And it makes no sense. Zesty Cheese Doritos would fit in so easily with the rest of the crap that Americans eat. Poutine as well.

I don't recall the fries supreme or the Cheeta paws (maybe the Cheeta paws, vaguely), but I miss the spicy ketchup.
I'm writing about a pair of protests in 1946 organized to speed up demobilization of the US Army. It's fascinating, there's a huge collection of letters at the National Archives, and the whole project has gotten complicated to the point that it becomes hard to explain quickly. And it's only at the prospectus stage; I haven't even started writing the dissertation.
Good luck with that!

What you should know, before you proceed to post-grad, is specifically what you want to do within 19th and 20th Century Europe, because that's a huge area of study, and a very long time period. Also, figure out why you want to get a PhD - I sometimes wish I had done a better job of that before starting - because it's a lot of work to justify by saying "well, I wanted to stay in school." Once you start an MA, you really are spoiled for most work outside of your studies - lots of menial places won't hire you, because they're afraid you'll try to unionize them or something, and most non-menial places are looking for someone already skilled in their area, or tabula rasa so they can teach them the "right" way of doing things.
that's why I'm doing this too. So, here's your biggest hurdle - most of everyone else is getting a PhD in order to be the next William Chafe or Joan W. Scott or Michel Foucault. Teaching is something you're supposed to pick up on the side - it's a necessary evil, which allows for research and writing. So, if you want to teach, I suggest you start taking notes now - what about the way your favorite profs' style of teaching works for you, and what does not, how does it work, etc. Also, once you've got the MA, consider working as an adjunct at a community college, which will dump you feet first into teaching - much much deeper water than the sort of Teaching Assistant work you'll get as a graduate.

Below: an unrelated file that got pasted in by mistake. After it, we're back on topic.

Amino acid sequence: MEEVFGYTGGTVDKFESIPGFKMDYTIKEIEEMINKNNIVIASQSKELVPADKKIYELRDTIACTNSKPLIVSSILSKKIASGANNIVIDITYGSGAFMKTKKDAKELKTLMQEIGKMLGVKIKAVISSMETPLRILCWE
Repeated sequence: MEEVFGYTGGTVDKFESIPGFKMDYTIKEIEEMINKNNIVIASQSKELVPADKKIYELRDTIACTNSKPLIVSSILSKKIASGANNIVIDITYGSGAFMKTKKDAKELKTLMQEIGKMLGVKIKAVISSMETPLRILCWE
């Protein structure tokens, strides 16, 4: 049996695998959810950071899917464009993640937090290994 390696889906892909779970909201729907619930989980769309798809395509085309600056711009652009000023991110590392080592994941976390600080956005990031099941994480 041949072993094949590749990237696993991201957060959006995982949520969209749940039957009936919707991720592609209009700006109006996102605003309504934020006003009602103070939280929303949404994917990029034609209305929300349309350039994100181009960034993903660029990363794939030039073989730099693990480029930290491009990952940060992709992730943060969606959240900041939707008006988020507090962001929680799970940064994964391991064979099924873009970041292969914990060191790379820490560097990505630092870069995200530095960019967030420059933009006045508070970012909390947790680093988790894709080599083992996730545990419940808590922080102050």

WWI is fascinating, and less well studied than it might be - it gets overshadowed by WWII. This is a good place to start: Researching World War One by Robin Higham, et al. Don't get sucked into discussion of the Versailles Treaty; it's over researched.
It's not a mix CD, but I can offer you a CD of my favorite band, the Decemberists. Interested?
PM me with your snailmail so goody can arrive.
CD arrived, thanks! I've heard of exactly none of this music, so that's very cool. Also, now I know about the band The Men They Couldn't Hang, which makes "Bobcaygeon" that much harder to understand.
Some of the tracks are famous in their own subgenres/time periods (One was written about the advent of Social Security in the US), but a couple are truly obscure, like the one I lifted off a Beanie Baby collector CD.
Good luck! My thesis defence was four and a half hours and I was unbelievably drained at the end of it - but all the questions were totally answerable. You're the expert on what you're working on so defend your expertise with gusto and vigour.
Thanks! I am the expert, especially in my current situation - my school, temporarily, has no 20th century Americanist qualified to examine me, so my committee is pretty ad hoq. This is just the prospectus, so it should only take an hour or so - I get to defend the dissertation in 2 or 3 years, when I really WILL be the expert.
Catnip arrived. Ned could smell it, kept trying to get at it, so I gave him the package, and he shredded the wrapping paper. He's happy, I'm happy, so thanks!